If president-elect Donald Trump follows through on his campaign promises, the estate tax will be eliminated. Currently, the rules are straightforward: A married couple is exempt for the first $10.9 million in their estate, and they pay a 40 percent tax on the amount above that. Mr. Trump’s campaign proposal seems straightforward: Repeal the estate tax — the "death tax" in his words. There is a second part to his plan which involves keeping taxes on capital gains over $10 million when family assets are sold.
Back in 2012, most tax experts considered the estate tax resolved when the Republican-majority Congress and President Obama reached a so-called grand bargain on taxes. As part of that deal, the current estate tax exemption was set, with annual increases indexed to inflation. With that agreement, more than 99 percent of Americans were exempted from the estate tax. Last year, for example, the IRS processed just 4,918 federal estate tax returns. Few families have more than $10.9 million in their estate.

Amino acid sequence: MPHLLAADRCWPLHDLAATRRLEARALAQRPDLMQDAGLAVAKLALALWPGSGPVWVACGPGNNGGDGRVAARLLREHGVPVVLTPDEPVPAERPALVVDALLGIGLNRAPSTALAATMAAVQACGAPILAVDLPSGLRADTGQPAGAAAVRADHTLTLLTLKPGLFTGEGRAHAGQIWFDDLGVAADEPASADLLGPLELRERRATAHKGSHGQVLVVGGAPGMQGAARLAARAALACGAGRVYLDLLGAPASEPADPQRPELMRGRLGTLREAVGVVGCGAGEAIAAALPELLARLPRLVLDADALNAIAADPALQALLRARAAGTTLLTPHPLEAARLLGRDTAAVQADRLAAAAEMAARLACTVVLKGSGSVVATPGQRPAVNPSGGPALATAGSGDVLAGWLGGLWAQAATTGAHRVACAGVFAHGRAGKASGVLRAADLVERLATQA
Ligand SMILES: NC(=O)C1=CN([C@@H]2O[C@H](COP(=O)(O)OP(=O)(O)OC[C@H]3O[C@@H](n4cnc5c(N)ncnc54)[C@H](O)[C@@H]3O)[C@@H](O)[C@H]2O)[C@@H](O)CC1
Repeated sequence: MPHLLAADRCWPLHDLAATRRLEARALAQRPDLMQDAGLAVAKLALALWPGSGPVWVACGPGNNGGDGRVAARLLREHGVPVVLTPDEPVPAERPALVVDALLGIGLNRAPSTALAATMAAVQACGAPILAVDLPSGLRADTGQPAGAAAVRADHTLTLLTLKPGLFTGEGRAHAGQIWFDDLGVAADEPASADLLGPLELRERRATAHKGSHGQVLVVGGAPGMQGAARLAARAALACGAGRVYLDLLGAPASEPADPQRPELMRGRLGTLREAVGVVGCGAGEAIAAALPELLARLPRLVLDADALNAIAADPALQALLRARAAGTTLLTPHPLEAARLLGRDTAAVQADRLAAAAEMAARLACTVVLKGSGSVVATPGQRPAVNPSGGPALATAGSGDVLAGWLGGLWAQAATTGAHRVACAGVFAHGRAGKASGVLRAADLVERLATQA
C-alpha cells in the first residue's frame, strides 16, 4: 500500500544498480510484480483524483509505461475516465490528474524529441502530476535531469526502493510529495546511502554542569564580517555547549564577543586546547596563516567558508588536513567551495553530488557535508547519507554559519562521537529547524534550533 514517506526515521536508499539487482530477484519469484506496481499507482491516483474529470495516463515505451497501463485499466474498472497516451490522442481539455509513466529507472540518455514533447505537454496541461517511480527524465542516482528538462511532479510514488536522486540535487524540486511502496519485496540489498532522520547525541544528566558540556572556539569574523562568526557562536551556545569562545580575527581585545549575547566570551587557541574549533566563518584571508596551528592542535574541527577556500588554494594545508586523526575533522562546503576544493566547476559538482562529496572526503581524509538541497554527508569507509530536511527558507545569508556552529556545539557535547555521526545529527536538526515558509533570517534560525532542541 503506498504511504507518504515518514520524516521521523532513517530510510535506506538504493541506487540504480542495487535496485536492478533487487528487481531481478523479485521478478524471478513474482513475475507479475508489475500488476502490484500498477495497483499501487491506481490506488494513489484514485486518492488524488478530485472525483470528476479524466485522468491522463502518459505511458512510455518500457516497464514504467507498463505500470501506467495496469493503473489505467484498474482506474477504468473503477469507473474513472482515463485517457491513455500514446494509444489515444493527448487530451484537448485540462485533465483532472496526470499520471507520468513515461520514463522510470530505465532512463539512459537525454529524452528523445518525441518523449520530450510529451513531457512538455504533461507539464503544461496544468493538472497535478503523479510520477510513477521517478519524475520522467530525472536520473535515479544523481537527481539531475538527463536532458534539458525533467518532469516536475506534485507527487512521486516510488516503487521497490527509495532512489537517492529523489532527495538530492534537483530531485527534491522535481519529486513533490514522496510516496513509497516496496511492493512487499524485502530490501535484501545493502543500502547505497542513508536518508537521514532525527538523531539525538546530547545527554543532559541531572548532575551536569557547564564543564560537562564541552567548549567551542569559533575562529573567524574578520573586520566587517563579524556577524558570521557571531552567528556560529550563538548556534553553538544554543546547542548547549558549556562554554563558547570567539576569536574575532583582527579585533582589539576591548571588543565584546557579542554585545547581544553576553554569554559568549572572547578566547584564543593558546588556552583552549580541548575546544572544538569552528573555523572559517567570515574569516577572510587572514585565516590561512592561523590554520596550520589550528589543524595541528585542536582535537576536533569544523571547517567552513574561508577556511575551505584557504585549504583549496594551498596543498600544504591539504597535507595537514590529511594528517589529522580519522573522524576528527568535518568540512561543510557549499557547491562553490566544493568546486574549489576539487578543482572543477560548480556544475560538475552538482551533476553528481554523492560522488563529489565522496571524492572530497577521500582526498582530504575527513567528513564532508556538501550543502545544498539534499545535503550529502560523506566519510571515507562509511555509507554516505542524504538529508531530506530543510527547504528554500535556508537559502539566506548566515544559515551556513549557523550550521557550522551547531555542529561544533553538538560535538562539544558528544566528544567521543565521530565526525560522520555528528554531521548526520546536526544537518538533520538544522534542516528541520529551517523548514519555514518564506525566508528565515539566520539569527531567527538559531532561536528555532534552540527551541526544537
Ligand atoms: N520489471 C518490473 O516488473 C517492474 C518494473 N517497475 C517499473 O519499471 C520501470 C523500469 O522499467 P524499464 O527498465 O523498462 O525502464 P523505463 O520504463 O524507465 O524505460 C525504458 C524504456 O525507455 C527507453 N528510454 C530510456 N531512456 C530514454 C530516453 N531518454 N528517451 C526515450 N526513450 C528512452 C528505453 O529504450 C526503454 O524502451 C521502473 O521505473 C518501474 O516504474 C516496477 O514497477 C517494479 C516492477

But Mr. Trump’s proposal is not a simple repeal. His plan also said, “Capital gains held until death and valued over $10 million will be subject to tax to exempt small businesses and family farms.” In other words, the tax on capital gains above $10 million would have to paid only when, or if, the assets were sold.